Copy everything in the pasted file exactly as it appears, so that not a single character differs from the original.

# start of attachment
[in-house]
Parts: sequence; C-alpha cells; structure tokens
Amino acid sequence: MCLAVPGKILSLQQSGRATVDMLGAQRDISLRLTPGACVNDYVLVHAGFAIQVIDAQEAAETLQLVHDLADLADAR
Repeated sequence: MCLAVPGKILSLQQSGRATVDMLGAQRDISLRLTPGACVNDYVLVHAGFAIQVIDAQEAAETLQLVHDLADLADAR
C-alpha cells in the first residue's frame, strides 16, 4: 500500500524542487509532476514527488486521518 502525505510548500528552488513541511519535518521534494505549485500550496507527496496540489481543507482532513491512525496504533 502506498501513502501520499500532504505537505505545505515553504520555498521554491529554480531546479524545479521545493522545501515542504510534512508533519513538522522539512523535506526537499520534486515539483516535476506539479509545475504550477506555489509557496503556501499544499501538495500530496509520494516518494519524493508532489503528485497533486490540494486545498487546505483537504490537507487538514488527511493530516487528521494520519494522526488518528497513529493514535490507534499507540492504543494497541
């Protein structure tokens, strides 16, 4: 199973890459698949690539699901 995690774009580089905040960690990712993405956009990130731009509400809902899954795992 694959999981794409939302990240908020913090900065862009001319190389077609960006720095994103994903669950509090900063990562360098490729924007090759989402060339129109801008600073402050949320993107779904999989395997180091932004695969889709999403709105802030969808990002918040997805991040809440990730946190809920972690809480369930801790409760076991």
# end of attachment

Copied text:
[in-house]
Parts: sequence; C-alpha cells; structure tokens
Amino acid sequence: MCLAVPGKILSLQQSGRATVDMLGAQRDISLRLTPGACVNDYVLVHAGFAIQVIDAQEAAETLQLVHDLADLADAR
Repeated sequence: MCLAVPGKILSLQQSGRATVDMLGAQRDISLRLTPGACVNDYVLVHAGFAIQVIDAQEAAETLQLVHDLADLADAR
C-alpha cells in the first residue's frame, strides 16, 4: 500500500524542487509532476514527488486521518 502525505510548500528552488513541511519535518521534494505549485500550496507527496496540489481543507482532513491512525496504533 502506498501513502501520499500532504505537505505545505515553504520555498521554491529554480531546479524545479521545493522545501515542504510534512508533519513538522522539512523535506526537499520534486515539483516535476506539479509545475504550477506555489509557496503556501499544499501538495500530496509520494516518494519524493508532489503528485497533486490540494486545498487546505483537504490537507487538514488527511493530516487528521494520519494522526488518528497513529493514535490507534499507540492504543494497541
């Protein structure tokens, strides 16, 4: 199973890459698949690539699901 995690774009580089905040960690990712993405956009990130731009509400809902899954795992 694959999981794409939302990240908020913090900065862009001319190389077609960006720095994103994903669950509090900063990562360098490729924007090759989402060339129109801008600073402050949320993107779904999989395997180091932004695969889709999403709105802030969808990002918040997805991040809440990730946190809920972690809480369930801790409760076991």